Redesign needed under the hood, too

Tom Temin, Editor in chief

A press release last week from a PC manufacturer extolled the company's new desktop machine. It has a cooler-running chassis, uses new Intel technology for better networking and management, and sports numerous hardware innovations.

Exciting as these new machines can be, you turn them on and there it is'the same old operating system and dated browser that was shipped with machines three, four and five years ago.

It reminds me of when my dad got a new Buick LeSabre, all sleekly redesigned on the outside. Yet under the hood, there it was: the venerable pushrod V-6 that GM had been churning out for at least a decade.

This isn't a diatribe against Microsoft. Like that old V-6, Windows XP has become stable and reliable. But it doesn't really meet the needs of government in 2005 and beyond. I'm not sure any operating system does.

The chief requirement in so many people's work is data integration'plus the companion function of searching. But current search tools give you little insight into the gazillions of links they spit out. Mostly, they find irrelevant or marginally relevant links to text documents. Yet anti-terrorism, law enforcement and border security activities use multimedia files.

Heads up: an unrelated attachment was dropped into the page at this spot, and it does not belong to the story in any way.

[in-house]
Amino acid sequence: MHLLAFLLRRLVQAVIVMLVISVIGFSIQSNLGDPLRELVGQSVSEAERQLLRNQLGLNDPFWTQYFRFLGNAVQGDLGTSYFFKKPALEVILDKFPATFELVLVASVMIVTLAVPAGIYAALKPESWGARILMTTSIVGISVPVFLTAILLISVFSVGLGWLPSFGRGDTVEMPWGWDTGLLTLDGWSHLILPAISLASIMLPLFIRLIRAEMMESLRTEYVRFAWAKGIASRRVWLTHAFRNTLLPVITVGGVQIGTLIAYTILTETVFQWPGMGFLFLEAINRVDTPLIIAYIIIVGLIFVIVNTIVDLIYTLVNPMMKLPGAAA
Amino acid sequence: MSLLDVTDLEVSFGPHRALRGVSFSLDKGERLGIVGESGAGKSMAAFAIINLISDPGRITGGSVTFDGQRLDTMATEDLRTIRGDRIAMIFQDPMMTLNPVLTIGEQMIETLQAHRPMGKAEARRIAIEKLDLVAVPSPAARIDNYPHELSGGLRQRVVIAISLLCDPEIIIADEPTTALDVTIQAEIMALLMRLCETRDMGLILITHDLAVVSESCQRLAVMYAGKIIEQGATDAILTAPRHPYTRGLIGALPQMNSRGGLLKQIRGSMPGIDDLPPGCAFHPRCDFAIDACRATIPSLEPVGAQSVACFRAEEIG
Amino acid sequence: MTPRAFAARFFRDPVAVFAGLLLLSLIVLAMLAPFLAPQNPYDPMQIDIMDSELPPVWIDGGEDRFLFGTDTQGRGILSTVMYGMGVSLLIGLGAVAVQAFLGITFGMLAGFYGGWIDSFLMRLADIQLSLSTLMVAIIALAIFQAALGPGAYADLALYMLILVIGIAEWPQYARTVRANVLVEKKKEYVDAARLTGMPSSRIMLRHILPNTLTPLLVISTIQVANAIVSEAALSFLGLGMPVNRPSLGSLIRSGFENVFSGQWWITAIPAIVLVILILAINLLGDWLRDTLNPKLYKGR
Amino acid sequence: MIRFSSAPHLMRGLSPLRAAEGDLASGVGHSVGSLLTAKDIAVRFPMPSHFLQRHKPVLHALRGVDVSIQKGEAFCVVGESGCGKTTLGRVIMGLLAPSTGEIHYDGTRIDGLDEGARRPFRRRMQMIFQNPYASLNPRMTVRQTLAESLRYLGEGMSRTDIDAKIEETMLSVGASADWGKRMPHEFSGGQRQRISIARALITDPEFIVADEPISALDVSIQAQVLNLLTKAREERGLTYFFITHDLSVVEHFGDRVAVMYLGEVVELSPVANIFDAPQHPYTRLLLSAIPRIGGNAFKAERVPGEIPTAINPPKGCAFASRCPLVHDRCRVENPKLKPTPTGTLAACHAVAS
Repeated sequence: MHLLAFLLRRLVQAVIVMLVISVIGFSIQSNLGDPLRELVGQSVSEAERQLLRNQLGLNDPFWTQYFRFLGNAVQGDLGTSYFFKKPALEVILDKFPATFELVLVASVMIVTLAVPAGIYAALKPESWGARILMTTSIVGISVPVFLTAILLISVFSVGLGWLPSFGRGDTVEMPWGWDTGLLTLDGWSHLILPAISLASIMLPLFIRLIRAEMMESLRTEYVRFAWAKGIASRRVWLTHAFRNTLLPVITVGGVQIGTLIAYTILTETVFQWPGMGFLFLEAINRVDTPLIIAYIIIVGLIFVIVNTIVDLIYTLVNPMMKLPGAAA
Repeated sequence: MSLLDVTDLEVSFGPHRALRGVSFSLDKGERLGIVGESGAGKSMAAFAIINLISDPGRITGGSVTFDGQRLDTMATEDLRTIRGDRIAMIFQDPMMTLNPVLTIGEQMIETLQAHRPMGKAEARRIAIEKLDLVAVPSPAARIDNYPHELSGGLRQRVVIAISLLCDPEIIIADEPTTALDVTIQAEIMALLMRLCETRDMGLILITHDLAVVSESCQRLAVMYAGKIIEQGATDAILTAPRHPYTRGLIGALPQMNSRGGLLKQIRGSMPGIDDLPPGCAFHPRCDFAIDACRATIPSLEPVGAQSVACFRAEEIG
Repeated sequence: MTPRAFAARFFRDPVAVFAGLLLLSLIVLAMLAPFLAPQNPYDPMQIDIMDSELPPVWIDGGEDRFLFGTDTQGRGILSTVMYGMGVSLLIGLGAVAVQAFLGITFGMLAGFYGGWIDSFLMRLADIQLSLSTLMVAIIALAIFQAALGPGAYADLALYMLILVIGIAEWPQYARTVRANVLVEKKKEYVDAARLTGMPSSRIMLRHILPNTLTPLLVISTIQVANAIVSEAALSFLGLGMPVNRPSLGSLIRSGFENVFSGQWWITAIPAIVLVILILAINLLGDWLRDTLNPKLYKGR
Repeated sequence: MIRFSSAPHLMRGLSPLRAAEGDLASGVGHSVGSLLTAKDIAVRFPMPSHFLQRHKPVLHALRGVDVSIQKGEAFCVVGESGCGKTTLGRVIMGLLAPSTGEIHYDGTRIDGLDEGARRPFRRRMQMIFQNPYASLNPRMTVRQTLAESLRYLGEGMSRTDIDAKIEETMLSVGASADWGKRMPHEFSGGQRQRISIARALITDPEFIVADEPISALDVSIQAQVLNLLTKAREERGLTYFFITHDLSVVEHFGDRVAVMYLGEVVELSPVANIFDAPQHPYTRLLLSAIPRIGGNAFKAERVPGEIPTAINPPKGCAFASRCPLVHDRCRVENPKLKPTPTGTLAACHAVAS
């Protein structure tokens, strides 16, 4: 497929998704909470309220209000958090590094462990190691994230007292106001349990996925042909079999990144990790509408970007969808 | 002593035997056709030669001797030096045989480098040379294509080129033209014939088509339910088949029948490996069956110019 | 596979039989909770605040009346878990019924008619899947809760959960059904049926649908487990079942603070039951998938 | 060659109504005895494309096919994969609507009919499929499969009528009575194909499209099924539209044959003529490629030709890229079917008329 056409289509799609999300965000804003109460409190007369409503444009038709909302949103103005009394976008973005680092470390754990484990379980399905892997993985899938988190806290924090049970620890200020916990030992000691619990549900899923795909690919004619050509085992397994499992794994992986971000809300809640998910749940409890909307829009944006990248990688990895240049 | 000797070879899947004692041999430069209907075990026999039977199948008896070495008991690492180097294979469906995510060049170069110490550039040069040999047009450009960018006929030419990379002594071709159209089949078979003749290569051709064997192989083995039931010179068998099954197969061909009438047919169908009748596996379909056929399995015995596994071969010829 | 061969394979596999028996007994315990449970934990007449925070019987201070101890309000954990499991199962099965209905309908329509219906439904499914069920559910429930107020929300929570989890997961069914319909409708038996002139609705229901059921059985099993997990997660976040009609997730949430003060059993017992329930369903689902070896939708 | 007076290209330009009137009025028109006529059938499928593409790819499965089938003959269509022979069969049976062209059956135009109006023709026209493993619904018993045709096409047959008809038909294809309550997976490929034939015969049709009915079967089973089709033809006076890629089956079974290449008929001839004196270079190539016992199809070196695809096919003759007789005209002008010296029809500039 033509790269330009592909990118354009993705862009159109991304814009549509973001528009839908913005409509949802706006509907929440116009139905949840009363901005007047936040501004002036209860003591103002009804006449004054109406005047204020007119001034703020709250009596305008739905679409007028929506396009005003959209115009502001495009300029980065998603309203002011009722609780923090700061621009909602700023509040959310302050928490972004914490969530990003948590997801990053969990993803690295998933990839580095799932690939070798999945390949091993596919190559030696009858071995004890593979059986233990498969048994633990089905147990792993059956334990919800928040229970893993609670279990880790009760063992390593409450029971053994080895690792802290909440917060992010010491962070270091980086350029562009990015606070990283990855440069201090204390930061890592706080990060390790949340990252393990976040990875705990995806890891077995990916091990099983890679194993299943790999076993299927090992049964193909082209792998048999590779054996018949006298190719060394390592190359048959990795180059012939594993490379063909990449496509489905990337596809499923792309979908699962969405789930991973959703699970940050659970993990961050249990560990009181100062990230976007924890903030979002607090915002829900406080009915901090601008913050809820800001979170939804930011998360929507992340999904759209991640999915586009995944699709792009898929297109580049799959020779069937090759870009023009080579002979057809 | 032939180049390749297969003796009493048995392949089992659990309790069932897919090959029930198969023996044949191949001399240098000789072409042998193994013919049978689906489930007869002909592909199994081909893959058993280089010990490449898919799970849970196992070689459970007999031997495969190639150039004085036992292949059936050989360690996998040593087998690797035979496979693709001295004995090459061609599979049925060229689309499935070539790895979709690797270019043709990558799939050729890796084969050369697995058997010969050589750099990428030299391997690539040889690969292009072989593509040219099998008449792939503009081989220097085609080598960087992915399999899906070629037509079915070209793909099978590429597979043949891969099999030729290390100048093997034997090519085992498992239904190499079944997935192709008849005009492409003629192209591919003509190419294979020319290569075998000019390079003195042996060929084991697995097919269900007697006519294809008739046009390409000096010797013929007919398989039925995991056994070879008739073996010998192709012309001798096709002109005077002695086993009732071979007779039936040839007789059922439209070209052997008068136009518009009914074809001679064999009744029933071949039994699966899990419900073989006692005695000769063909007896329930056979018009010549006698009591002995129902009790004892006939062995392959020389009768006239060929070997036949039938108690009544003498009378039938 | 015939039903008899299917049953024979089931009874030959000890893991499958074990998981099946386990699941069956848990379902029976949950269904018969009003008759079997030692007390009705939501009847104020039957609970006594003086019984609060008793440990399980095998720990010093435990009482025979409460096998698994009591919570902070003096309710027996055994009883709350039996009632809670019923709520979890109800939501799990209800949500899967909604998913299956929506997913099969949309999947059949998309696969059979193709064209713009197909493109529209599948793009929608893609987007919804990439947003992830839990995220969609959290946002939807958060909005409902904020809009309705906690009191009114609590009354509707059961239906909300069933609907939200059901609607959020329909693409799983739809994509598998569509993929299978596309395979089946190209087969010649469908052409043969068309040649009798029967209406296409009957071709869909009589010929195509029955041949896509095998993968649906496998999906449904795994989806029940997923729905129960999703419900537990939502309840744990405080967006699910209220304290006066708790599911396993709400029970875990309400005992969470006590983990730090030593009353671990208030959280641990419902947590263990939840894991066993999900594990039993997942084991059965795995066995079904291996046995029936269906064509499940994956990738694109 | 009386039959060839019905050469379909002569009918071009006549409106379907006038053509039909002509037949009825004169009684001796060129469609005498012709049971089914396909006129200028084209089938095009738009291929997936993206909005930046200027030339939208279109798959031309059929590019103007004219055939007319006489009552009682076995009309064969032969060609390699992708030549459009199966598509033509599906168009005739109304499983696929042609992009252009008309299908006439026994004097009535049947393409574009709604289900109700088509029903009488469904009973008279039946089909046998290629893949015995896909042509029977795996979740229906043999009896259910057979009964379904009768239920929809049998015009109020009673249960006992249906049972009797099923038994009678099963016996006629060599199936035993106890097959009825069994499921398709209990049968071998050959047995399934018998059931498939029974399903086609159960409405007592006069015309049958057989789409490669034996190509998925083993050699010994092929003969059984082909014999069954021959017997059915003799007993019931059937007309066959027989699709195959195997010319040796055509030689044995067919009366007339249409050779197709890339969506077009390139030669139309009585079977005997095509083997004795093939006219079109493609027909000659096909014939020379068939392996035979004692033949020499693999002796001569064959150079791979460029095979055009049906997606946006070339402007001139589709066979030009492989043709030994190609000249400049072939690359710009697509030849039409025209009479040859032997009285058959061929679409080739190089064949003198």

Nor do search tools integrate in any meaningful way with commonly used desktop suites. Even well-integrated systems are blunted by the 15-year old, file-based designs. Integrative technologies such as XML and data mining are thus largely unrealized.

Whether the next generation of Microsoft's flagship OS is totally new or just souped-up Windows, the whole integration problem remains bigger than Microsoft. I don't believe any single company should be expected to solve this problem. The world doesn't look to Proctor & Gamble to solve the universal problems of dirt, disease or ring-around-the-collar. Yet so many default to expecting Microsoft to solve the world's software problems. I'd be happy if they just put tabs in Internet Explorer.

The government's huge appetite and immensely important requirements should spur the whole industry to make software that hums with great new hardware.

Tom Temin
Editor in chief


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